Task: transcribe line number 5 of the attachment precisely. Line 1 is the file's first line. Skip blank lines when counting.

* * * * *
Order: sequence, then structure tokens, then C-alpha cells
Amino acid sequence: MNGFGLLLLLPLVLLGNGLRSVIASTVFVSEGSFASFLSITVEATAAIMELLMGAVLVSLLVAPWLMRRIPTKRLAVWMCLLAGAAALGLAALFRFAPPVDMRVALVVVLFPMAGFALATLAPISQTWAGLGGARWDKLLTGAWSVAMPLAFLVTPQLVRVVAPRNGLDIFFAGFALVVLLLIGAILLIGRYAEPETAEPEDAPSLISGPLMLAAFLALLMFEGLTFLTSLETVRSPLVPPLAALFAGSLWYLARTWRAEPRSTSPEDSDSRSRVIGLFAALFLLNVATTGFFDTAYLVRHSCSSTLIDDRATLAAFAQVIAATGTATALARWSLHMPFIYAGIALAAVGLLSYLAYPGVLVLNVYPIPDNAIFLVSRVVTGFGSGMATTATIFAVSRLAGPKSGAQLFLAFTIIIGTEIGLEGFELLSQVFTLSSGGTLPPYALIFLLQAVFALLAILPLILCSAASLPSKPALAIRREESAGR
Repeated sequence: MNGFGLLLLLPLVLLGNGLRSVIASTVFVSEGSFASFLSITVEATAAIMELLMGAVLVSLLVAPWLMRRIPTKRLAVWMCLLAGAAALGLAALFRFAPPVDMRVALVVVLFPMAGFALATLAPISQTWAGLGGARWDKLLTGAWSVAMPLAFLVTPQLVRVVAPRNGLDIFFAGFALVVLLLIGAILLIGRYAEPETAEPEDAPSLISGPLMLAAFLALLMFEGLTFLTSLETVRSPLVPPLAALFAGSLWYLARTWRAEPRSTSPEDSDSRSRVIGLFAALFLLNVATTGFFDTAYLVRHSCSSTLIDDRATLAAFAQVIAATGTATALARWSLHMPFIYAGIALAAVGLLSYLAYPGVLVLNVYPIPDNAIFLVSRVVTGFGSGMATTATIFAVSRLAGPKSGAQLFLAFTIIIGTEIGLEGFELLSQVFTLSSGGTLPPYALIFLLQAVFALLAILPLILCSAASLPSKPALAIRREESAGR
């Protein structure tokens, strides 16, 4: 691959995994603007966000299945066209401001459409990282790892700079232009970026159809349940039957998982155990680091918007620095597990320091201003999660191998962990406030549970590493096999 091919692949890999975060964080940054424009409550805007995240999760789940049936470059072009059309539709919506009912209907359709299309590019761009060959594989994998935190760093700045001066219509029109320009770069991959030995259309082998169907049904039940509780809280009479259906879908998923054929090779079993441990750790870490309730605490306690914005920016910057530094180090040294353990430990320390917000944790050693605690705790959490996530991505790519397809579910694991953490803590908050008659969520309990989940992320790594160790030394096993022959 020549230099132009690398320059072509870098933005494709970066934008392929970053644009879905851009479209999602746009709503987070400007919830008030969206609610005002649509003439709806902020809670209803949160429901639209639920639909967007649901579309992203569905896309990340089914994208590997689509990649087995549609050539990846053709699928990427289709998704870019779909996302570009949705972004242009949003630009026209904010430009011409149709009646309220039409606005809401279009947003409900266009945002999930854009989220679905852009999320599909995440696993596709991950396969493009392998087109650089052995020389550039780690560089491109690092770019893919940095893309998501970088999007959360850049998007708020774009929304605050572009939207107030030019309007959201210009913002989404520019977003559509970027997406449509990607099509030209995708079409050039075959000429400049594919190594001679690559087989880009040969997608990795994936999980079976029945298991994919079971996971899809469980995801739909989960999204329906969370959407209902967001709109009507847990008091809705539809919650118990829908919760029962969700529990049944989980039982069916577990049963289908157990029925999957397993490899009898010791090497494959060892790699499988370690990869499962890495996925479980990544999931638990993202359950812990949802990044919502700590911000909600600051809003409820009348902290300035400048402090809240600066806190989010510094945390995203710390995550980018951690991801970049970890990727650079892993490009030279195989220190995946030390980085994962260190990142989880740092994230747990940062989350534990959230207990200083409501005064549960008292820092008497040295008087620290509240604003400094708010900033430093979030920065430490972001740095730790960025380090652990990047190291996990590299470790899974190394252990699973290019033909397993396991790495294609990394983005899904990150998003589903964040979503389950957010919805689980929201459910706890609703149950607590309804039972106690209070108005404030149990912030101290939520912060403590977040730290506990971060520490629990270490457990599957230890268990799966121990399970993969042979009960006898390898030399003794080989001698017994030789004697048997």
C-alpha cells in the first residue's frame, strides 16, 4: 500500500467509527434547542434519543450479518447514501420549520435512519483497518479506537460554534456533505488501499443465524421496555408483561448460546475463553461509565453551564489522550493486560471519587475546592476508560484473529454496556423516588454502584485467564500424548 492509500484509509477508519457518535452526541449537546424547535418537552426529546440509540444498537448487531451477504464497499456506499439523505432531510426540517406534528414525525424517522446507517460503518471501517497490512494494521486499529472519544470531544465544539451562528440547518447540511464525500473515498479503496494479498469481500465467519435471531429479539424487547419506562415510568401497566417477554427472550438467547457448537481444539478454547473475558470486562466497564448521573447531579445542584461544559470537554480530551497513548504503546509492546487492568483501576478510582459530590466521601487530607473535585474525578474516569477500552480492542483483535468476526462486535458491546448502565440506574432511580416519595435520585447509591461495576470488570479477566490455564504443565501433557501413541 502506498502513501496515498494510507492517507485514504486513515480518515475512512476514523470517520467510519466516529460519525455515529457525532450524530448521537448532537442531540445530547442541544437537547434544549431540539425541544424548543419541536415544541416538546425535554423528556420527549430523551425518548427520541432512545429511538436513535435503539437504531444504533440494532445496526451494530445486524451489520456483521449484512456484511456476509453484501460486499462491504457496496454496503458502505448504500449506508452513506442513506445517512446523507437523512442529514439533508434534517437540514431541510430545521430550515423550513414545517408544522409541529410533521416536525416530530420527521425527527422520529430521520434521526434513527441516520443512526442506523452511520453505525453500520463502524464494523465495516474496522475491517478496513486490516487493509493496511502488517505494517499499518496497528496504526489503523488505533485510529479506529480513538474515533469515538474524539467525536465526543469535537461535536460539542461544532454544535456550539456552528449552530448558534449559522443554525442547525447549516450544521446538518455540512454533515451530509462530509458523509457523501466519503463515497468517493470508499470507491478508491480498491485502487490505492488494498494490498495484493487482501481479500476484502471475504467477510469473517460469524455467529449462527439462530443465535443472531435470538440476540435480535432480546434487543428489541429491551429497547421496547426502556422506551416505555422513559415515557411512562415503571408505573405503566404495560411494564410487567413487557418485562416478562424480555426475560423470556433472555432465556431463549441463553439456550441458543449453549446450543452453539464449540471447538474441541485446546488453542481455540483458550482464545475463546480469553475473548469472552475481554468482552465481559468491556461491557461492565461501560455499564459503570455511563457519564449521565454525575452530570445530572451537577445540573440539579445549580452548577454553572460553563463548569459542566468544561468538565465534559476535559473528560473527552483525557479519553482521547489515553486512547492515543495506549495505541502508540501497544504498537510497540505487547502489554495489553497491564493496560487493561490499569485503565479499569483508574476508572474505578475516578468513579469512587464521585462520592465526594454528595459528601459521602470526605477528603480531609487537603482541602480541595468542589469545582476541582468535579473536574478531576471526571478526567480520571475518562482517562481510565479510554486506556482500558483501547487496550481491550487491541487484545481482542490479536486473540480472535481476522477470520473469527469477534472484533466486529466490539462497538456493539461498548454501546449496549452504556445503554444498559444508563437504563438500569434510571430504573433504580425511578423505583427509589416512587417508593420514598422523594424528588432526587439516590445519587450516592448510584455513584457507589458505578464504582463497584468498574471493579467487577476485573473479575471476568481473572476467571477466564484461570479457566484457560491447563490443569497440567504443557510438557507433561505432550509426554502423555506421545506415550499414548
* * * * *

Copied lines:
C-alpha cells in the first residue's frame, strides 16, 4: 500500500467509527434547542434519543450479518447514501420549520435512519483497518479506537460554534456533505488501499443465524421496555408483561448460546475463553461509565453551564489522550493486560471519587475546592476508560484473529454496556423516588454502584485467564500424548 492509500484509509477508519457518535452526541449537546424547535418537552426529546440509540444498537448487531451477504464497499456506499439523505432531510426540517406534528414525525424517522446507517460503518471501517497490512494494521486499529472519544470531544465544539451562528440547518447540511464525500473515498479503496494479498469481500465467519435471531429479539424487547419506562415510568401497566417477554427472550438467547457448537481444539478454547473475558470486562466497564448521573447531579445542584461544559470537554480530551497513548504503546509492546487492568483501576478510582459530590466521601487530607473535585474525578474516569477500552480492542483483535468476526462486535458491546448502565440506574432511580416519595435520585447509591461495576470488570479477566490455564504443565501433557501413541 502506498502513501496515498494510507492517507485514504486513515480518515475512512476514523470517520467510519466516529460519525455515529457525532450524530448521537448532537442531540445530547442541544437537547434544549431540539425541544424548543419541536415544541416538546425535554423528556420527549430523551425518548427520541432512545429511538436513535435503539437504531444504533440494532445496526451494530445486524451489520456483521449484512456484511456476509453484501460486499462491504457496496454496503458502505448504500449506508452513506442513506445517512446523507437523512442529514439533508434534517437540514431541510430545521430550515423550513414545517408544522409541529410533521416536525416530530420527521425527527422520529430521520434521526434513527441516520443512526442506523452511520453505525453500520463502524464494523465495516474496522475491517478496513486490516487493509493496511502488517505494517499499518496497528496504526489503523488505533485510529479506529480513538474515533469515538474524539467525536465526543469535537461535536460539542461544532454544535456550539456552528449552530448558534449559522443554525442547525447549516450544521446538518455540512454533515451530509462530509458523509457523501466519503463515497468517493470508499470507491478508491480498491485502487490505492488494498494490498495484493487482501481479500476484502471475504467477510469473517460469524455467529449462527439462530443465535443472531435470538440476540435480535432480546434487543428489541429491551429497547421496547426502556422506551416505555422513559415515557411512562415503571408505573405503566404495560411494564410487567413487557418485562416478562424480555426475560423470556433472555432465556431463549441463553439456550441458543449453549446450543452453539464449540471447538474441541485446546488453542481455540483458550482464545475463546480469553475473548469472552475481554468482552465481559468491556461491557461492565461501560455499564459503570455511563457519564449521565454525575452530570445530572451537577445540573440539579445549580452548577454553572460553563463548569459542566468544561468538565465534559476535559473528560473527552483525557479519553482521547489515553486512547492515543495506549495505541502508540501497544504498537510497540505487547502489554495489553497491564493496560487493561490499569485503565479499569483508574476508572474505578475516578468513579469512587464521585462520592465526594454528595459528601459521602470526605477528603480531609487537603482541602480541595468542589469545582476541582468535579473536574478531576471526571478526567480520571475518562482517562481510565479510554486506556482500558483501547487496550481491550487491541487484545481482542490479536486473540480472535481476522477470520473469527469477534472484533466486529466490539462497538456493539461498548454501546449496549452504556445503554444498559444508563437504563438500569434510571430504573433504580425511578423505583427509589416512587417508593420514598422523594424528588432526587439516590445519587450516592448510584455513584457507589458505578464504582463497584468498574471493579467487577476485573473479575471476568481473572476467571477466564484461570479457566484457560491447563490443569497440567504443557510438557507433561505432550509426554502423555506421545506415550499414548